Please, use our brand new secure shopping cart to make a tax-deductible donation to CounterPunch today or purchase a subscription our monthly magazine and a gift sub for someone or one of our explosive  books, including the ground-breaking Killing Trayvons. Show a little affection for subversion: consider an automated monthly donation. (We accept checks, credit cards, PayPal and cold-hard cash….)
cp-store

or use
pp1

To contribute by phone you can call Becky or Deva toll free at: 1-800-840-3683

Thank you for your support,

Jeffrey, Joshua, Becky, Deva, and Nathaniel

CounterPunch
 PO Box 228, Petrolia, CA 95558

On War: Water, Water Everywhere How $87 Billion Could Buy Some Real Security

How $87 Billion Could Buy Some Real Security

by WILLIAM S. LIND

President Bush’s request for $87 billion for the wars in Iraq and Afghanistan will do nothing for America’s security. Both of those wars have already been lost, and no amount of money will change their outcomes. A Second Generation military cannot win Fourth Generation wars, regardless of the resources deployed.

But there is a way a portion of that vast sum could make a real, even a vital contribution to America’s security. How? By providing emergency back-up electrical power for every water plant in America.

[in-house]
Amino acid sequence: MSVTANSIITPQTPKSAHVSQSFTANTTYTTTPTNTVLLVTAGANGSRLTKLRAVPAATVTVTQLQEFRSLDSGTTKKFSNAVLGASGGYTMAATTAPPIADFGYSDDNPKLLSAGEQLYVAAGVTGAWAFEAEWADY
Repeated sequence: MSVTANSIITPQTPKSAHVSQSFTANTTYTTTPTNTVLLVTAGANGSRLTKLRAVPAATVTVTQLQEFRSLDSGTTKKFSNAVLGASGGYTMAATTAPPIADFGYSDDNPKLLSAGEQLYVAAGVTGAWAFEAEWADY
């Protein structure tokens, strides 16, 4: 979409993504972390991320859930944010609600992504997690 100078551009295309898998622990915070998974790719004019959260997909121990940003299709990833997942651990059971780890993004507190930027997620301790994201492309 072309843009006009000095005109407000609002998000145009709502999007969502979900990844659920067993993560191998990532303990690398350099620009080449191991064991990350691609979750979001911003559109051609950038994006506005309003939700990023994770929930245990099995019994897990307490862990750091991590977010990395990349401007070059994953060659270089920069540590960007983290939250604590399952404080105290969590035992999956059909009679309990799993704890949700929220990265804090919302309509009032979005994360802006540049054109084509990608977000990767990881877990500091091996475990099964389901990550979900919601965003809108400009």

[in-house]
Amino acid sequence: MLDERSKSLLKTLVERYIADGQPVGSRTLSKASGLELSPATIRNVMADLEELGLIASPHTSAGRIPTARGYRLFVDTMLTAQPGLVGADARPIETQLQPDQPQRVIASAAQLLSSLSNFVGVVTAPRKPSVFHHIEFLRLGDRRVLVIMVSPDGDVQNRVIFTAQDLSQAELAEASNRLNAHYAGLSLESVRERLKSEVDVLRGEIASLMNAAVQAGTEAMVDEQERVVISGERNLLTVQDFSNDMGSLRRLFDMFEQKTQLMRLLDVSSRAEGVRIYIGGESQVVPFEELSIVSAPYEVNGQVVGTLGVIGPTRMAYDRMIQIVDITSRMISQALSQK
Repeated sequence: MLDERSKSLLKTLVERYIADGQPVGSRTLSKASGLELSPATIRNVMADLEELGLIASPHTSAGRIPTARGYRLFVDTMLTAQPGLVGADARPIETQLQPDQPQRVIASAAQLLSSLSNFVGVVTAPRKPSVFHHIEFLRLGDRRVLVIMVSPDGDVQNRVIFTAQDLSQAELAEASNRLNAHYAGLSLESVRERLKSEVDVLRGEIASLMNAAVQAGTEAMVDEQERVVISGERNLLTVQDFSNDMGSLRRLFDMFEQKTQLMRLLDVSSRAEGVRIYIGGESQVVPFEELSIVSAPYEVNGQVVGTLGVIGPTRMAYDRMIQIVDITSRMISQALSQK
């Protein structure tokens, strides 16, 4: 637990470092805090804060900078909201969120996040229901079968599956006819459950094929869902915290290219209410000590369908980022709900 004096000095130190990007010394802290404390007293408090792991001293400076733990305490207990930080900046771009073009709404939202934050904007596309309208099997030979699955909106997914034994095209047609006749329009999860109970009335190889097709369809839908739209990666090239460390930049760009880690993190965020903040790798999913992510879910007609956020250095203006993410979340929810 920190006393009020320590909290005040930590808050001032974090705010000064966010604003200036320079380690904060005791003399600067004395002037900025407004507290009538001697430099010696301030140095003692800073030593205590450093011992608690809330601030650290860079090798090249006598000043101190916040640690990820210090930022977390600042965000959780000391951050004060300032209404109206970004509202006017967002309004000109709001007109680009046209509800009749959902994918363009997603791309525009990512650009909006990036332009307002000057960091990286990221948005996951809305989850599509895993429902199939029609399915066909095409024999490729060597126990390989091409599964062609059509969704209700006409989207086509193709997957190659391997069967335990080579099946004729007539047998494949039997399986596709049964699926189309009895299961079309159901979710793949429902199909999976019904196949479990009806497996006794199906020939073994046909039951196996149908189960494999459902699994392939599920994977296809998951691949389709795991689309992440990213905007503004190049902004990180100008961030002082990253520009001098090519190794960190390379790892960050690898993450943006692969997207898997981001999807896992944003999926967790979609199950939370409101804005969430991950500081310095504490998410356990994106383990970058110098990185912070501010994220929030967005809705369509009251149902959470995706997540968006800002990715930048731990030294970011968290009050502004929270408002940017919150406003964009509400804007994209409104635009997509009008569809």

In the past several months, I have experienced two major electrical power blackouts, the Great Northeast Blackout, which hit me in Cleveland, and a 3-day loss of power here in Washington as a consequence of hurricane Isabel. In neither case did I find the absence of electricity any great hardship. As someone who might be called "High Church Amish," I don’t depend much on the grid. Over the last three powerless days, I read by kerosene light, turned my fridge into an old-fashioned icebox by putting ice into it, wrote on a typewriter (as I always do), listened to music on my Victrola and enjoyed sleeping with open windows and no roar from neighbors’ air-conditioners.

But something else, a consequence of no electric power, did scare me: the prospect of no water. Both in Cleveland and in northern Virginia, where I live, the loss of electricity shut down the water purification and pumping systems. In both places, as my water pressure dropped, a thought came to mind: I have to get out. I cannot exist without a water supply.